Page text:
Yes, Kenpo has fancy moves, but the fancy moves work.  When you begin to understand pieces that are not so obvious to a casual observer, it becomes clear that someone has obviously thought this stuff through. Every little move compliments then next one.  For example: a kick or strike to a lower region like the groin or stomach brings the head forward into the next strike.  And in between the major blows of a technique are minor moves like checks that utilize “frictional pull” and covers that protect your vulnerable spots.

I knew that a major concept in Kenpo was manipulating the opponent, but I was thinking mostly about faking, feinting, and otherwise fooling the opponent with your moves. While this does play a part, Kenpo does not take for granted that these tricks will work. Once again, I’m no expert, but I think feinting and faking probably work better with a cautious person in a sparring match, and not so much with a charging mugger or enraged bully. The way Kenpo manipulates the opponent’s body with brief physical contact which often results in a huge payoff.

By way of example: One of the first techniques I learned is called “Deflecting Hammer”, which directs the attacker’s front kick to step down forward using a diagonal outward downward block. The attacker is almost stumbling into you. The second move is a sliding check with your inverted left palm which pins the attacker’s right elbow to his ribs and jerks down into the elbow pocket. This little move accomplishes quite a bit that you might not think about. A: It pins the right arm to prevent it from striking. B: It allows you to control the opponent’s body from spinning too far clockwise or counter-clockwise (your block should have planted the kicking foot without spinning the opponent, but Kenpo takes nothing for granted). C: The downward jerk into the elbow pocket grounds the front leg, preventing it from kicking again. D: Since the opponent cannot spin back toward you for half a second, it effectively neutralizes the left arm as well, so it can’t reach you. E: Because of the sideways position of the attacker in relation to you, his own body is in the way, preventing the rear leg from kicking effectively. And best of all, F: The downward jerking motion pulls the shoulders and head forward into a devastating elbow strike! Of course, a lot of other things contribute to making it work, like proper footwork and hip rotation, precise timing, and enough speed to take advantage of “borrowed force” (the attacker’s momentum toward you only adds to the force of any counter-attack you execute)  and an off-balance attacker.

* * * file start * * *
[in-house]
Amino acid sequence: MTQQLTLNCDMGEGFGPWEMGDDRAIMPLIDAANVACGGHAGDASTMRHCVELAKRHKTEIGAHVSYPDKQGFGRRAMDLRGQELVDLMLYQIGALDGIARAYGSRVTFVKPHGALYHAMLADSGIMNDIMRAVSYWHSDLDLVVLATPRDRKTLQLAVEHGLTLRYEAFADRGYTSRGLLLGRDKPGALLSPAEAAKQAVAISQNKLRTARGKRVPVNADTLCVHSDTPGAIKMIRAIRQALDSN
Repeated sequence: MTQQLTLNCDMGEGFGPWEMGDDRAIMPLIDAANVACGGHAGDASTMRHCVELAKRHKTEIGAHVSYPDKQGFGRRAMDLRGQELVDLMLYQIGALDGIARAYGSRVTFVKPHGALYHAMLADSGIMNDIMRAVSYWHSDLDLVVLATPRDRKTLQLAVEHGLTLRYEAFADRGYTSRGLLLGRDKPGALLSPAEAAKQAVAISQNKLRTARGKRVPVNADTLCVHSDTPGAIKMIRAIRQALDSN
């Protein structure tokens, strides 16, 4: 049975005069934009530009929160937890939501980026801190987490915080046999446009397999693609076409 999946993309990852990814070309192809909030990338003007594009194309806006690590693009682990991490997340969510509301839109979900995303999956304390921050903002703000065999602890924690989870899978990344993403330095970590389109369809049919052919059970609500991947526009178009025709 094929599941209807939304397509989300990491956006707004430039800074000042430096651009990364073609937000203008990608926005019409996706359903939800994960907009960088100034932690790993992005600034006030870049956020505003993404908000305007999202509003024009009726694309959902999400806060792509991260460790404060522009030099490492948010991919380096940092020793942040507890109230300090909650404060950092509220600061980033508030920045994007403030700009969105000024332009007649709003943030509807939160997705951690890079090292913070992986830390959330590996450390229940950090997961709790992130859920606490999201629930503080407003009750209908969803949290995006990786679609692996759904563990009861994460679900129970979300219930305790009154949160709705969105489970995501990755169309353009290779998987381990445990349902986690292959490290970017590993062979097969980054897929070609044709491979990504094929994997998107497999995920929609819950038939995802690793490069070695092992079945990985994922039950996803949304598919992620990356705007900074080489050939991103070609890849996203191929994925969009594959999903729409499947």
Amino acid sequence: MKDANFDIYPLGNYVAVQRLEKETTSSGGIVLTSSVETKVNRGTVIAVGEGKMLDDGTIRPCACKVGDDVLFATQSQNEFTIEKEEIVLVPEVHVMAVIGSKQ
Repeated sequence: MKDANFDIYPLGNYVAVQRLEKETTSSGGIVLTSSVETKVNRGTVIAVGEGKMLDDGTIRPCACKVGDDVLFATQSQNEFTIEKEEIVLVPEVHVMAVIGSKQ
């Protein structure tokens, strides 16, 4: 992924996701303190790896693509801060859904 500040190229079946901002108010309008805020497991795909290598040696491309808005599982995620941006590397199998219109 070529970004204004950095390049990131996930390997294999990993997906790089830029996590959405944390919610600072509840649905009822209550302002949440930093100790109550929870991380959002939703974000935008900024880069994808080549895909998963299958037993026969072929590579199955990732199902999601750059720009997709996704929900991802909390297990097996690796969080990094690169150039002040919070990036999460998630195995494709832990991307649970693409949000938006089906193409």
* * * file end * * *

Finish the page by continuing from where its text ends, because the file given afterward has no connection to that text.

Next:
Now at my level, smack in the middle of the colored belts, I consider some Kenpo techniques too tricky and complicated for me to pull off in a real fight. I’m not at that level yet. As Client Eastwood said, “A man’s gotta know his limitations.” But this “Deflecting Hammer” I just described is both simple to execute and very effective. It basically neutralizes an incoming kick and sucks the attacker into your elbow strike. This is so easy to pull off that I found it tricky NOT to hurt practice partners when working on a live body at close to full speed.

Kenpo still retains much of the structure, discipline, and etiquette of a traditional martial art, but it’s also a modernized and practical style with enough complexity and cool moves to keep someone like me engaged.